Budget Passes; Agreement - Whitten Center sewer station passes
Clinton City Council Monday breezed through the final steps to adopt a new budget that will take effect July 1. Council held a public hearing – no one spoke – and then gave unanimous second reading on the $29,996,175 financial document.
The new budget show an increase of .43% over the current budget and includes the possibility that sanitation service (trash collection) may be outsourced. Also included as part of the budget: a tax increase of 2.2 mills; using 29% of the revenue from the Local Option Sales Tax to fund public safety training and equipment purchase; no changes in inspection or planning fees; no change in business license fees, but the classification system will be replaced; level electric rates while water and sewer rates will increase. The budget provides money for sidewalk replacement and street paving, funds to replace technology and buy new public safety vehicles, funds for improvements to the Department of Public Safety building and the possibility of a new fire substation near I-26.
The background information given to council Monday night says “during fiscal year 2019, the city will begin to develop new community recreational facilities. Funding for this project is included in the proposed budget.”
Salary increases for city employees are also included, based on the employee’s salary. Christmas bonuses, based on years of service, are also included in the budget. There is also a public works fee of $20 per parcel of property in the city limits. The funds from the fee are used to replace capital equipment in the Department of Public Works.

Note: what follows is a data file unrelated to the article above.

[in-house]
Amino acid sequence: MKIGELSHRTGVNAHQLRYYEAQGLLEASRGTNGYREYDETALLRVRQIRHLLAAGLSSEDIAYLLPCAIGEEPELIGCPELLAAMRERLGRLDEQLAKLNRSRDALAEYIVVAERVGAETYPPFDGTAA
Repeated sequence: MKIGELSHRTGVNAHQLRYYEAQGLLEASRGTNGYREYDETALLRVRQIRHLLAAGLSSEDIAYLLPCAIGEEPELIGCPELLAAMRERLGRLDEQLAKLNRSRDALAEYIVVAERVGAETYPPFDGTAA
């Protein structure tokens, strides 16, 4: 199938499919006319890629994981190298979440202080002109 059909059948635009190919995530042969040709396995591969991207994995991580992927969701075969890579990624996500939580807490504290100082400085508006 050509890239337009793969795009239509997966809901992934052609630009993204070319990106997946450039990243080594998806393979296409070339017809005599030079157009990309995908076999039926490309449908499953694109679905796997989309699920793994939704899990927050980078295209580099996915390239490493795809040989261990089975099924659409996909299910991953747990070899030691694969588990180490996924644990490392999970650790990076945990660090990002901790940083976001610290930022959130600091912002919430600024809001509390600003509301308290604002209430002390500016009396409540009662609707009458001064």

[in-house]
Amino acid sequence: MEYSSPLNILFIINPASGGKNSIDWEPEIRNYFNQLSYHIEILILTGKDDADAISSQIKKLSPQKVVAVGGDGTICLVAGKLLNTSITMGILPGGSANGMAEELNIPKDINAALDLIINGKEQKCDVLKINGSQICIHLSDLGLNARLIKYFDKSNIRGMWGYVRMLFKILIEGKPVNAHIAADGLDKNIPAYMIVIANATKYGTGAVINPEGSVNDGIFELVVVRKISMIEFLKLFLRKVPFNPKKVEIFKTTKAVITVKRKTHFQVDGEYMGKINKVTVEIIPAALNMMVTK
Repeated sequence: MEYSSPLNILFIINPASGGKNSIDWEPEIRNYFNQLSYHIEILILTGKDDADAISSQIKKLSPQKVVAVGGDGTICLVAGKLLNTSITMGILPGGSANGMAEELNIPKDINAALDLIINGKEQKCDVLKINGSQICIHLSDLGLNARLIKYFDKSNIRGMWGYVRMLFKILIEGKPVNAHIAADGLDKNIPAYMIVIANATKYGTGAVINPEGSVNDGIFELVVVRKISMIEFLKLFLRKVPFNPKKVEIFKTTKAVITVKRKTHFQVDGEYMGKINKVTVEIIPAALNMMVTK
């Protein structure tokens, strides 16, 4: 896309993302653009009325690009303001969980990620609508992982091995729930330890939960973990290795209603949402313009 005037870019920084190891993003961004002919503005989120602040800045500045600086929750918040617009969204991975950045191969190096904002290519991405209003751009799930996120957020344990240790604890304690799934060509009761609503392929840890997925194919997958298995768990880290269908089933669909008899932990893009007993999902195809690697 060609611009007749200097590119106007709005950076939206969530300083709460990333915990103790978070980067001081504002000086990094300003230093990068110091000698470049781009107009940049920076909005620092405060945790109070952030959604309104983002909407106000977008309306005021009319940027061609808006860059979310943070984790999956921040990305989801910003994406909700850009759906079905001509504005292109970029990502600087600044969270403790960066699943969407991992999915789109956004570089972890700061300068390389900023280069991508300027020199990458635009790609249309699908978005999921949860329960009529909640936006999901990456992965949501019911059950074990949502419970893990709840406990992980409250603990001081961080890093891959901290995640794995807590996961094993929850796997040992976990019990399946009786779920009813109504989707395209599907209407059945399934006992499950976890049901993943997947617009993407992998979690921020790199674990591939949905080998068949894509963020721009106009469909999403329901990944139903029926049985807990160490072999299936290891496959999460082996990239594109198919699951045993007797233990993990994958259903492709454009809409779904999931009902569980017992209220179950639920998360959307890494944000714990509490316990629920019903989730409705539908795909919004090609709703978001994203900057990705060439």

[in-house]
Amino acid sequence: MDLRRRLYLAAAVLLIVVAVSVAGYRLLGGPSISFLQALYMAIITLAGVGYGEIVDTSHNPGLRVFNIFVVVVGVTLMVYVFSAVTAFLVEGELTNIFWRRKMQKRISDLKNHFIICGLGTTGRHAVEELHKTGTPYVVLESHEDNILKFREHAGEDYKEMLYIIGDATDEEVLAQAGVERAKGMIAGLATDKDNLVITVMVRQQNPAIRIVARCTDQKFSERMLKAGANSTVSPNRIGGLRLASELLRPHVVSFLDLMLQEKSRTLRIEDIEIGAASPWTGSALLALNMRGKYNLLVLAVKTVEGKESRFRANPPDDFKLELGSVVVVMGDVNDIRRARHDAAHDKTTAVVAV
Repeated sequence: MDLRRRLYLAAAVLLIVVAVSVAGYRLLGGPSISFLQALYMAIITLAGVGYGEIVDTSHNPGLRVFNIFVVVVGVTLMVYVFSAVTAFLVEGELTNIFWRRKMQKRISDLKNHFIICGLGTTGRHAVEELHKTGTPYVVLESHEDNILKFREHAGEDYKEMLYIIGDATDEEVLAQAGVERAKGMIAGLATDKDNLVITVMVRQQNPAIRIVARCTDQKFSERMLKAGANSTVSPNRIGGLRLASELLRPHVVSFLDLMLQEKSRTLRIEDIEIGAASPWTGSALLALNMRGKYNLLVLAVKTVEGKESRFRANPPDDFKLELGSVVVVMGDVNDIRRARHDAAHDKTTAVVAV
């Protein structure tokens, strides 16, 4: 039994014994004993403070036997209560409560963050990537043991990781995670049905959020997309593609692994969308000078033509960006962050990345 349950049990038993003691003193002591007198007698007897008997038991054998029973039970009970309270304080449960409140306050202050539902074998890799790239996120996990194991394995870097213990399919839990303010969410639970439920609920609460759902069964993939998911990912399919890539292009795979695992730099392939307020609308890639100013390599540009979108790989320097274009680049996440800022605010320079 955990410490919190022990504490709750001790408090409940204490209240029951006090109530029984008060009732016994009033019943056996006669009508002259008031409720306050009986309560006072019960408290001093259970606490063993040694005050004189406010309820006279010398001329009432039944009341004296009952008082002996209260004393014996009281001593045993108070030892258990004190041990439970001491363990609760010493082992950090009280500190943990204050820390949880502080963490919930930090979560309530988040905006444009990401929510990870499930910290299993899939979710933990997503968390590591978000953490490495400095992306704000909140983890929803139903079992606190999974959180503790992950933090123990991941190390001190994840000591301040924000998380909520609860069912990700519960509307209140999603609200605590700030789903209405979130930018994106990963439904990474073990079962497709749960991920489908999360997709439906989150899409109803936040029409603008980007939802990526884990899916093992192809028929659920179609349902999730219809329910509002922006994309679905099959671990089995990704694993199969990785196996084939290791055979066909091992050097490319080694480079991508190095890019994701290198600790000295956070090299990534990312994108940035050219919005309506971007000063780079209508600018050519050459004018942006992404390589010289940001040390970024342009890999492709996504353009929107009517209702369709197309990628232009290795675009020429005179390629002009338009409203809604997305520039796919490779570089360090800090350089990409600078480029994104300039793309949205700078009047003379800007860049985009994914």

Later, Council voted unanimously to enter into an agreement with the Laurens County Water and Sewer Commission for a new sewer system at Whitten Center, which is located in the city limits.
LCWSC Executive Director Jeff Field said the current sewer system at Whitten Center includes two large sewer lines and is designed to serve 3,000 people, but the system serves only 300.
The lack of daily flow causes solids to build up and root growth is common, Field said, resulting in excessive overflow and maintenance. He said it would cost $4 million to rehab the system, which would not be cost effective. A new, smaller system will be constructed at a cost of $352,000 (estimates were the construction cost would be $658,248).
The agreement approved Monday night said any cost above a state grant, which will pay for all the project as bid, will be the city’s responsibility.
Field said he doesn’t think city will have any cost to pay. LCWSC will operate and maintain for one year with the city forgiving the estimated power cost of $2,000. After one year, the city will take ownership of the system.
“I recommend we enter into this agreement,” City Manager Bill Ed Cannon said. “I think it’s a good deal for the City of Clinton.”
Council took no action after meeting in executive session for 100 minutes to discuss a contractual matter and a legal matter.